Transforming personal finance since 2011

#53 — Financial Advice in the UK

October 23rd, 2019

By Andrew Craig

Reading time: ~ 9 minutes

Hardly a week goes by without me fielding an email from someone asking me for financial advice, invariably after having read my book. It is not uncommon for someone to get in touch, say something very kind about my book (which is very much appreciated of course) and then give me detailed chapter and verse on their personal financial situation and ask me specifically what they should do.

Given how often I have to reply to these sorts of emails, I wanted to take some time today to explain to our entire readership a bit more about how financial advice works (or, more pertinently, quite often doesn’t work) in the UK.

The key point here is that anyone seeking to give specific, personalised financial advice in the UK, is required by law (by the financial regulator, the Financial Conduct Authority) to conduct a detailed 'fact find' process with someone before they are permitted to give such advice. (This is true for regulated investments such as shares, bonds and funds at least. Sadly anyone can say anything they like in unregulated investments such as bitcoin. I think this is an absolute scandal personally - and has been and will be hugely damaging for so many people's finances, but I digress...).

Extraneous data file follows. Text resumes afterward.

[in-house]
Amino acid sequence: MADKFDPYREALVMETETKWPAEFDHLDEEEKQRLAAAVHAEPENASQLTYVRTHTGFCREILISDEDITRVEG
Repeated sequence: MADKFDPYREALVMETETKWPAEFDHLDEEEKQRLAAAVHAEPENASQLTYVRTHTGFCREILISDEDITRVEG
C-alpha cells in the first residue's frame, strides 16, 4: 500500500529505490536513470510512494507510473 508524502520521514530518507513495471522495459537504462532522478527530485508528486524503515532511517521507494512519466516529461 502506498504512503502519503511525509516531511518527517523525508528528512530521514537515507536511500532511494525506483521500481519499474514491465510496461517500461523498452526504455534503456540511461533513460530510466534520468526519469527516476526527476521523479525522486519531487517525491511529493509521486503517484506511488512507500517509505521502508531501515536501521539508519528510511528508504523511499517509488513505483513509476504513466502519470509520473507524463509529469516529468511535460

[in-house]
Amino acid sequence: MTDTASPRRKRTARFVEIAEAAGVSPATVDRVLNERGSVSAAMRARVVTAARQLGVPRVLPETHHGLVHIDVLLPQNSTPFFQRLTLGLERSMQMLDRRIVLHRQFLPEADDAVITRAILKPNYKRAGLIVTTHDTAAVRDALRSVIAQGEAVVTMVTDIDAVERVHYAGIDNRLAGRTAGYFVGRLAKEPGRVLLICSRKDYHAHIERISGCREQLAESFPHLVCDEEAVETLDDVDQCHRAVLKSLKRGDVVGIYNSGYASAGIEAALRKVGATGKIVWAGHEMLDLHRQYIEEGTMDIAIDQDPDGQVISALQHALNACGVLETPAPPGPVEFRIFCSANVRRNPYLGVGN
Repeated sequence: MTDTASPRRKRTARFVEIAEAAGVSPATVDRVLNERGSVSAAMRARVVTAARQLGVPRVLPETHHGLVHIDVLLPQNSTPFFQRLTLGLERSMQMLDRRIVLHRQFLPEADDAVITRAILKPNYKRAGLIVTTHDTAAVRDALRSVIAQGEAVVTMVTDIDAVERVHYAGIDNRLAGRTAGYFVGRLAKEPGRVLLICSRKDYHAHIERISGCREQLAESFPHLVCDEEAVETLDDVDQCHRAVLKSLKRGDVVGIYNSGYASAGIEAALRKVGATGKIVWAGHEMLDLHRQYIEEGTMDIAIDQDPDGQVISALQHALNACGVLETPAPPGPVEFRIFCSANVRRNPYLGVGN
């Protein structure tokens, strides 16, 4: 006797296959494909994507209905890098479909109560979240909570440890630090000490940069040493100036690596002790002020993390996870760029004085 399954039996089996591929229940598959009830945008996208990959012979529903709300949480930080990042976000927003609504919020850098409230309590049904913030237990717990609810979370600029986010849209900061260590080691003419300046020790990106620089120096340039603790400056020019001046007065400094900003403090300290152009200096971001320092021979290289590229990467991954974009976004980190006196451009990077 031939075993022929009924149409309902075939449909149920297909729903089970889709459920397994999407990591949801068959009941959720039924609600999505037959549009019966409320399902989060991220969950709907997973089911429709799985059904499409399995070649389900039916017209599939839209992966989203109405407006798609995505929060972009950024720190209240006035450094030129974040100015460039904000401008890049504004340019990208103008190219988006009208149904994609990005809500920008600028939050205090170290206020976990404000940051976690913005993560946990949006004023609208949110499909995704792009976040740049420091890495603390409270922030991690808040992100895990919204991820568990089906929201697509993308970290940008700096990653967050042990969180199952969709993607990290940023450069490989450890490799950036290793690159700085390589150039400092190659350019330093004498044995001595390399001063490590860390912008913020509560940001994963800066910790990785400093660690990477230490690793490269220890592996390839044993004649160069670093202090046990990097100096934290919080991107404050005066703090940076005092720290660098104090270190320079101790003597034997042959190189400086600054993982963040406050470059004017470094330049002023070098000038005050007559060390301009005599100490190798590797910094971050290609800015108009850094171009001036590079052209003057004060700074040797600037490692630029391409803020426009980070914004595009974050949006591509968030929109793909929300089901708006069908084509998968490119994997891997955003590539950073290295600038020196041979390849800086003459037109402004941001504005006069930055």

The fact find process I mention above is also called a 'Know Your Client' or 'KYC' exercise. The idea is that any financial adviser must ensure they give 'appropriate' advice. This is obviously, quite rightly, aimed at protecting the consumer from bad or inappropriate advice, to minimise the chance that people lose money, take on more risk than is appropriate for their personal circumstances or do something fundamentally silly like make investments whilst they still have significant expensive unsecured debt (such as credit card debt or a bank loan).

Conducting this 'fact find' or ‘KYC’ process involves a fair bit of time and effort. There will need to be a face-to-face meeting in someone's home or office, or a long phone call or series of phone calls in order for the financial adviser to get the full understanding of that person's entire financial picture that they are obliged to get by law.